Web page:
Palm oil is one of the seventeen edible oils possessing an FAO/WHO (Food and Agriculture Organization of the United Nations/World Health Organization) Food Standard under the CODEX Alimentarius Comission Programme (which is to protect the health of consumers and to facilitate the trade of food by setting international standards on foods)

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Palm oil is extracted from the flesh of a palm fruit solely by cooking and pressing. It should be clearly distinguished from palm kernel oil and coconut oil because it has lower level of saturated components with no significant content of capric, lauric and myristic acids.

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Palm oil contains an equal proportion of saturated and unsaturated fatty acids with about 44% palmitic acid, 5% stearic acid (both saturated), 40% oleic acid (monounsaturated), 10% linoleic acid and 0.4% alpha linolenic acid (both polyunsaturate)

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Presently, palm oil is consumed world wide as cooking oil, in margarine and shortenings and is also incorporated into fat blends and a wide variety of food products.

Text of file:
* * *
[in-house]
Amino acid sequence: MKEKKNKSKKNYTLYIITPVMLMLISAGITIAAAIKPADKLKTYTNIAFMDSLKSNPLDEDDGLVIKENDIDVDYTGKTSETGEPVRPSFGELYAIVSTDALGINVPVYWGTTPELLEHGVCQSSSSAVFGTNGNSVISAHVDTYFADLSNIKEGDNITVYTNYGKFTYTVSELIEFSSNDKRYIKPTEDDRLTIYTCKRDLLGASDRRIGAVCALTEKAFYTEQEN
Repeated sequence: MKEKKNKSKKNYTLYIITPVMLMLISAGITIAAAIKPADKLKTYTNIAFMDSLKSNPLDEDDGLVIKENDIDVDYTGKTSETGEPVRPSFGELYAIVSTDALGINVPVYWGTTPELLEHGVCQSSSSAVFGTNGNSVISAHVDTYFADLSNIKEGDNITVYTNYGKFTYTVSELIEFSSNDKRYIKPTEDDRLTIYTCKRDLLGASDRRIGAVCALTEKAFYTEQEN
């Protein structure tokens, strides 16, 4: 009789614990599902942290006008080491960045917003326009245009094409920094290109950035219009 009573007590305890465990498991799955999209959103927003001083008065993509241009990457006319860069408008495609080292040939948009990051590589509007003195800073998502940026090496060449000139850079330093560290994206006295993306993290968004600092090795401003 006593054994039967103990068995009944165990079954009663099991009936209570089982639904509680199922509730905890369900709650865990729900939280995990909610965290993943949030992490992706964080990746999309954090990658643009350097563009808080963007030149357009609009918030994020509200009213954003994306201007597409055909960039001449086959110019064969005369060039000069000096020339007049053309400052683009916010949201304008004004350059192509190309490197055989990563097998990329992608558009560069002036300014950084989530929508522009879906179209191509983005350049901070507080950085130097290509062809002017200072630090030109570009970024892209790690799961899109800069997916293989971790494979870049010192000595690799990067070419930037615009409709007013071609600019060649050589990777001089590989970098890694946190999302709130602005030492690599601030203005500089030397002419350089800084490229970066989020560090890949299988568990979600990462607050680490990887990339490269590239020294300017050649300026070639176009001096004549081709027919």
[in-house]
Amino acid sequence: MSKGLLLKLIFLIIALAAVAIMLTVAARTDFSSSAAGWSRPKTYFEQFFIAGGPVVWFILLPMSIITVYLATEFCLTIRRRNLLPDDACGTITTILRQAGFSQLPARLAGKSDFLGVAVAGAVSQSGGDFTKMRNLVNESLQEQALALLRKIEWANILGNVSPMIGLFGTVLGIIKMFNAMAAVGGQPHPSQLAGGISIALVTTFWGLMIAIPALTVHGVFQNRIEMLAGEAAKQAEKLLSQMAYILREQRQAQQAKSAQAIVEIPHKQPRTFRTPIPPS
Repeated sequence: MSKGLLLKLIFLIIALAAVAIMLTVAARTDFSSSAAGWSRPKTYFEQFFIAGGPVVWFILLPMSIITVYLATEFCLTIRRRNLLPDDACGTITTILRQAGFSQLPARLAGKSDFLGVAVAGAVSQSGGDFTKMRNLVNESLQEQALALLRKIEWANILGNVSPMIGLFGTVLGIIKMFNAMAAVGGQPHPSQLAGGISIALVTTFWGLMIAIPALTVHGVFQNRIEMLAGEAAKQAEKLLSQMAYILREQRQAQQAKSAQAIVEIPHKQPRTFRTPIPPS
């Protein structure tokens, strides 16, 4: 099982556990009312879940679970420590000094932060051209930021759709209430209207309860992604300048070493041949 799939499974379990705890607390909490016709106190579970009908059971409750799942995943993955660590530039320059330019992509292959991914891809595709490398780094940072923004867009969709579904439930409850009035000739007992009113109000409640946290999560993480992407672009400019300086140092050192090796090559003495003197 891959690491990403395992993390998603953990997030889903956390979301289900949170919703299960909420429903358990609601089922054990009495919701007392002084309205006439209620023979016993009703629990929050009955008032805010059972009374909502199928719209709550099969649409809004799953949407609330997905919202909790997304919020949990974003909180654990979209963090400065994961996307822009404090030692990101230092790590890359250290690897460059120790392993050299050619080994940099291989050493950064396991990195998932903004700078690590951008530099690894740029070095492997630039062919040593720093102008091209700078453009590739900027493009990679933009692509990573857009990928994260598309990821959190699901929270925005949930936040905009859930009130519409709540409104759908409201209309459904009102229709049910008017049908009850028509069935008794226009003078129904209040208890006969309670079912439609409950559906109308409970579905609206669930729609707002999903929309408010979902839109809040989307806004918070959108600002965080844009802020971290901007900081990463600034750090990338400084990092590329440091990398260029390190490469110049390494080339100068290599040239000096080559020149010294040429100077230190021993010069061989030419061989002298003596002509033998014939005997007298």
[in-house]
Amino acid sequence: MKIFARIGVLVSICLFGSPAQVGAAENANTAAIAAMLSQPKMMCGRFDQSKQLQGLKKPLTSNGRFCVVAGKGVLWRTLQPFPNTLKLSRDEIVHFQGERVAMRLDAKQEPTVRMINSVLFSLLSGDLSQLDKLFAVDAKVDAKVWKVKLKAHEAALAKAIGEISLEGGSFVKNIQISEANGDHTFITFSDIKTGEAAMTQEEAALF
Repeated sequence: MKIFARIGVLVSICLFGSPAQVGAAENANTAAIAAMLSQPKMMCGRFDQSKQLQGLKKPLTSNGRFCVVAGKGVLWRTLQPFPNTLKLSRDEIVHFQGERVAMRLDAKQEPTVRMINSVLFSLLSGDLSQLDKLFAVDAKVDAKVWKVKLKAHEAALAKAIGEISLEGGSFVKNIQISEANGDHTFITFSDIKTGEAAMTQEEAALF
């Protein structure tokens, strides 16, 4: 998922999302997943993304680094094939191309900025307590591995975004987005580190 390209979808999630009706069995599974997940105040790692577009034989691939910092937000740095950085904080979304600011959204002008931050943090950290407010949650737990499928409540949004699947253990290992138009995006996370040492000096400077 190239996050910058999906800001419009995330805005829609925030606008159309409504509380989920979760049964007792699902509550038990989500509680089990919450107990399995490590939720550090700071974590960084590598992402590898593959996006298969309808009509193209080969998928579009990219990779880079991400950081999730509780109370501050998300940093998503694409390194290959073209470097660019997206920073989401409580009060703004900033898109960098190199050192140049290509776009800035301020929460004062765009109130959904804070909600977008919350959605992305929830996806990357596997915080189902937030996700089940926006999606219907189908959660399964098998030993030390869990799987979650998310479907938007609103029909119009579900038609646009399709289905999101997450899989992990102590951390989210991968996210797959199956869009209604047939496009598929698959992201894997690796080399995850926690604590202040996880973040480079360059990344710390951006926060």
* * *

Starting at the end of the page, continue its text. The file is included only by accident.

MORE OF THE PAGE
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For most food uses, palm oil does not require hydrogenation, thus avoiding the formation of trans-fatty acids.

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Refined palm oil, as used in foods, is a rich source of tocopherols and tocotrienols, having Vitamin E activity. Red palm oil is the only commercially available rich source of carotenoids and can be used as pro-vitamin A activity.

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